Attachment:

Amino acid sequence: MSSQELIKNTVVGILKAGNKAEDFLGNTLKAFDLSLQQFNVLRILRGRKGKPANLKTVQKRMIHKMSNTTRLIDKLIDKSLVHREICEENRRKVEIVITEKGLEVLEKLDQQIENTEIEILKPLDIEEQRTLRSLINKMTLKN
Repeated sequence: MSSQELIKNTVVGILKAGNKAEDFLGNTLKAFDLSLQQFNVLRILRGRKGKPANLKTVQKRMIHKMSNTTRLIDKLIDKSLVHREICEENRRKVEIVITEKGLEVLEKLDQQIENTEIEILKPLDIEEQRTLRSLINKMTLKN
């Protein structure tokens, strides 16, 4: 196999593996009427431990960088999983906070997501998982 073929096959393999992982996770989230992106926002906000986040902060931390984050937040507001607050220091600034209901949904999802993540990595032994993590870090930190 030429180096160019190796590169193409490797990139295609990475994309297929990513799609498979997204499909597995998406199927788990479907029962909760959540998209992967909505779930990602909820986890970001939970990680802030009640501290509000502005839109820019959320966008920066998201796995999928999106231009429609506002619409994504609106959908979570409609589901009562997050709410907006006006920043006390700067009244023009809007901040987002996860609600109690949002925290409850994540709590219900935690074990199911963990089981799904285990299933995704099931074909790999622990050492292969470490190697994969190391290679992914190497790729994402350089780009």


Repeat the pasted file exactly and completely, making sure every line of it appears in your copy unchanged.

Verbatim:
Amino acid sequence: MSSQELIKNTVVGILKAGNKAEDFLGNTLKAFDLSLQQFNVLRILRGRKGKPANLKTVQKRMIHKMSNTTRLIDKLIDKSLVHREICEENRRKVEIVITEKGLEVLEKLDQQIENTEIEILKPLDIEEQRTLRSLINKMTLKN
Repeated sequence: MSSQELIKNTVVGILKAGNKAEDFLGNTLKAFDLSLQQFNVLRILRGRKGKPANLKTVQKRMIHKMSNTTRLIDKLIDKSLVHREICEENRRKVEIVITEKGLEVLEKLDQQIENTEIEILKPLDIEEQRTLRSLINKMTLKN
């Protein structure tokens, strides 16, 4: 196999593996009427431990960088999983906070997501998982 073929096959393999992982996770989230992106926002906000986040902060931390984050937040507001607050220091600034209901949904999802993540990595032994993590870090930190 030429180096160019190796590169193409490797990139295609990475994309297929990513799609498979997204499909597995998406199927788990479907029962909760959540998209992967909505779930990602909820986890970001939970990680802030009640501290509000502005839109820019959320966008920066998201796995999928999106231009429609506002619409994504609106959908979570409609589901009562997050709410907006006006920043006390700067009244023009809007901040987002996860609600109690949002925290409850994540709590219900935690074990199911963990089981799904285990299933995704099931074909790999622990050492292969470490190697994969190391290679992914190497790729994402350089780009």